Dry bean ideas; and a good dual-purpose bean

plantinellen(5)February 14, 2009

Two questions:

With limited space for dry beans, and an adventurous spirit...what are some really tasty, unusal heirloom dry bean varieties I might try? I live in "bean country" in Michigan, so I'm not interested in navy, great northern or other more common varieties -- I can get those anywhere from local growers. What are some under-discovered legumous "garden gems" I might try?

Also: I know that some green beans like Black Valentine and Kentucky Wonder can also yield edible dry beans...and that some dry beans, like adzukis and black beans, can be used for snap beans when picked at a young stage. What are other gardeners' experiences with dual-use beans? Any recommendations? I'm growing a patch of "Dwarf Bees" bush-habit scarlet runner beans, which I understand can be left to mature to dry stage, but I'm more interested in their snap bean and decorative value.

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Turkey Craw - pole habie, quadruple use as snaps, dry, shelly, and leatherbritches

Goose - excellent pole shelly and decent dry bean

Blue Marbutt - an excellent pole snap bean.

Hutterite Soup - a good bush dry soup bean

Jacob's Cattle - a really good bush dry bean

There are literally tons of others that are worth growing so don't limit yourself to these. Check out:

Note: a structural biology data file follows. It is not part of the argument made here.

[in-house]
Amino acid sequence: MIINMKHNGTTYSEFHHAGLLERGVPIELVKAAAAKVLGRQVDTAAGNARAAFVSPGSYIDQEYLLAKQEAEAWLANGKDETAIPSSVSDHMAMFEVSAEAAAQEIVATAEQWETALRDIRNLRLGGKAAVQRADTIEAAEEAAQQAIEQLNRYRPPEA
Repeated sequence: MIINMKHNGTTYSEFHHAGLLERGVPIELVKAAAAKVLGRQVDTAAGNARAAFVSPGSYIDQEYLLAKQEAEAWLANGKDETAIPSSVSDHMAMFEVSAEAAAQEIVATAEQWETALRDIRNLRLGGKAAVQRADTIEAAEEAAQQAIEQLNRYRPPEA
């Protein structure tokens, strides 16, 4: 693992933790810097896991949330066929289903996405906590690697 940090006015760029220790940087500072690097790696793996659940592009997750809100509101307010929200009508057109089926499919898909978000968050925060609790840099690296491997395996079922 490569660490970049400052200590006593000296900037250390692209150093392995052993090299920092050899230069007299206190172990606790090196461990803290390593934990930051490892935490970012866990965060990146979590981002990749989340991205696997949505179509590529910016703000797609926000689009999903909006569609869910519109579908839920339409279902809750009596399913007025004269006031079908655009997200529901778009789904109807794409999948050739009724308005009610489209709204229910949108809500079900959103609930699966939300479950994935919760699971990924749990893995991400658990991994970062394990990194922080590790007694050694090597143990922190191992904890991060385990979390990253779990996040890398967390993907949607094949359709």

lots of links

Baker Creek


    Bookmark   February 14, 2009 at 8:50PM
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zeedman Zone 5 Wisconsin

I'll second Fusion's recommendation for "Goose"; I have often posted about the closely related "Ma Williams", which I obtained from SSE. Highly productive, outstanding quality as a shelly, but just OK as a snap.

I tried a few "Blue Marbut" raw, but never tried them cooked as snaps. It was very productive as a black-seeded dry bean, I made some good refried beans from them.

As a rule, I tend to use dual-purpose beans as shellies, rather than dry. Most shellies are usable for snaps as well, although varieties bred for snaps will generally outperform them. The best dual-purpose varieties I've tried (including the two above) are heirlooms:

- "Brita's Foot Long" (pole) closely resembles the white-seeded version of Kentucky Wonder, but with more flavorful seeds. They are roughly the size of Great Northern. The pods are tasty as snaps, but should be picked very young, before strings develop.

- "Bert Goodwin" (half-runner) has long, straight pods that have great flavor as a snap. If allowed to ripen, they will form large, deep red seeds that are tasty also. Probably the best multi-purpose bean I've tried.

- "PI 507984" (bush) is an otherwise unnamed bean from the USDA, collected in Hungary. The young pods are OK as snaps, but its best use is as a shelly. The beans are borne in great numbers on very vigorous bushes, and are easily shelled. They are deep red w/white spots, and extremely large in shell stage, close to 1" long. The flavor is very rich, and the shellies keep much of their color when cooked. The red turns to nearly black when dried.

To the best of my knowledge, the last three are unavailable commercially; Salt Spring Seeds (Canada) carries "Brita's", but will not ship to the U.S. If you are interested in trying any of them, I'd be happy to send you some seed, just contact me through my member page if interested.

Oh, and lest I forget... the best dry bean I have grown is "Soissons Vert", a pole "flageolet" variety with light green seeds roughly the size of Great Northern. It is not usable as a snap, but the shelly is gourmet quality, and it makes a great dry bean.

    Bookmark   February 15, 2009 at 6:41PM
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